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 Folks often ask me how to find the magical, and today’s response is, “Get off of the bus!” Let me explain… In 2009, I visited Scotland with my mom, sisters, and about 45 distant cousins that were part of a Scottish Clan Irwin tour. One afternoon we were scheduled to make a last stop at Balnuaran of Clava before heading back to our hotel. It was late and rain was beating heavily on the roof of our bus. We pulled into the parking area (which seemed to actually divide one of the circles of standing stones), and the tour leader asked, “Does anyone want to get out and walk around? It’s just a bunch of stones.”

 I raised my hand. Luckily, a couple of the other members of the group wanted to see the Neolithic graves with their Bronze Age standing stone circles, too. So a handful of us got off the bus bundled in raincoats and toting umbrellas. And the place was magical!

Balnuaran of Clava is one of a number of prehistoric cemeteries built more than 3,000 years ago in the Inverness region of the Highlands near the River Nairn. It’s surrounded by woods and farmlands — and on that gray afternoon, it was quite lonely. I took out my camera, doing my best to shield it from rain, and snapped a few pictures before the bus driver beeped the horn and summoned me back. But I could have stayed much longer in that misty woods.

 There were 3 stone cairns or graves. The one closest to the parking lot was a passage cairn. The central grave was a ring-cairn with no entrance into its pile of stones. And the grave furthermost from the parking area was also a passage cairn. According to authorities, each grave was constructed for a single individual, and as I touched the moss-covered, lichen-riddled boulders, I felt the ancientness of the site. And I felt it was alive with the unseen.

When I stood at the entrance to the far Southwest passage cairn, it became evident that it aligned with the entrance to the Northeast passage cairn. Later, I learned that alignment marked the Midwinter sunset. Perhaps the astronomical meaning was part of the magic I felt.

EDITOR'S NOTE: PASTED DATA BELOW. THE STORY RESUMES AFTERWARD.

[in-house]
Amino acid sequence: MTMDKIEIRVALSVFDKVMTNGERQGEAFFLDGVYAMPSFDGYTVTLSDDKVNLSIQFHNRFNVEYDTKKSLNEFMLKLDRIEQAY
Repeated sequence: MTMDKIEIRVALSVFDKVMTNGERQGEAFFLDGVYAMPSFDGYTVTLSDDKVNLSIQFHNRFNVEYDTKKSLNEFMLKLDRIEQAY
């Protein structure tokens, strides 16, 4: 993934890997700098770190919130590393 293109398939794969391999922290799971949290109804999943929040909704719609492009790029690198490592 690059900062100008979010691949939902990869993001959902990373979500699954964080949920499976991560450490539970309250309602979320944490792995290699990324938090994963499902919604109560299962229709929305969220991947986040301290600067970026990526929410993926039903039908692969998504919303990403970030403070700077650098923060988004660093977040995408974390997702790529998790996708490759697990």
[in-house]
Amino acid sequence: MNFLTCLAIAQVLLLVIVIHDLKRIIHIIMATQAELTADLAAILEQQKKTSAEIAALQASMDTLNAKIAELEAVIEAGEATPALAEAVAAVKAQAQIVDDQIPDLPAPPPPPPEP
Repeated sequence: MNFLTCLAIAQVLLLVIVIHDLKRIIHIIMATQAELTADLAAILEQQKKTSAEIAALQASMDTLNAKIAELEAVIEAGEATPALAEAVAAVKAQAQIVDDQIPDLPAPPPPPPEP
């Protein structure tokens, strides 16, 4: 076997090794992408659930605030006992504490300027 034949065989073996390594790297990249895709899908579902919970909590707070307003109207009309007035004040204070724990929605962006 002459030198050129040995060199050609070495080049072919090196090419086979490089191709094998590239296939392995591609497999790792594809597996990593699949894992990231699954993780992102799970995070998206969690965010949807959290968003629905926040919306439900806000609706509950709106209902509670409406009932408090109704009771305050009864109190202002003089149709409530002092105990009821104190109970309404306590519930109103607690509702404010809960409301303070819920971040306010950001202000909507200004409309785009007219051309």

The construction of the cairns seemed a bit haphazard at first glance, but upon looking closely, I could see stones were carefully stacked without mortar of any sort. To help stabilize the smaller rocks, large boulders had been placed around the outside of each grave as kerbs. As I examined the interior of one of the passage cairns, I could swear I heard a murmuring of voices along with the raindrops pelting rocks, leaves, and my raincoat.

Then, I noticed one of the standing stones that surrounded each cairn was split. For what purpose? I had no idea.  But the writer part of me imagined it was a gateway to Faerie or the past or another dimension. So I snapped a quick picture as I realized I was the last person at Balnuaran of Clava.

“I’m sorry I can’t stay longer,” I whispered to the spirits that seemed to hover nearby. I did not take a pebble or even a blade of grass away with me. To do so seemed wrong. Later, I heard one of the locals say that a tourist once took a rock from Balnuaran of Clava home and suffered so much misfortune that he later mailed the rock back to the Inverness Tourist Board. Perhaps the story is a bit of foolishness — but I had known not to take from the unseen amongst us.

 Because I got off of the bus that day in Scotland when others chose to remain warm and dry — I saw the magical. I experienced the mystical. And perhaps, I even caught some of that on film! The images published here have not been altered. The blurred areas in some of the pictures are most certainly raindrips or condensation or faulty photography of some sort. Or perhaps not.

I leave it to the viewer of these photographs and others who’ve visited the ancient burial and astronomical site of Balnuaran of Clava to decide for themselves. As for me?  I still believe the mystical and magical are all around us. And I write about it in my books: The Greener Forest, Owl Light, The Enchanted Skean, and elsewhere. (And here’s the Link for UK readers).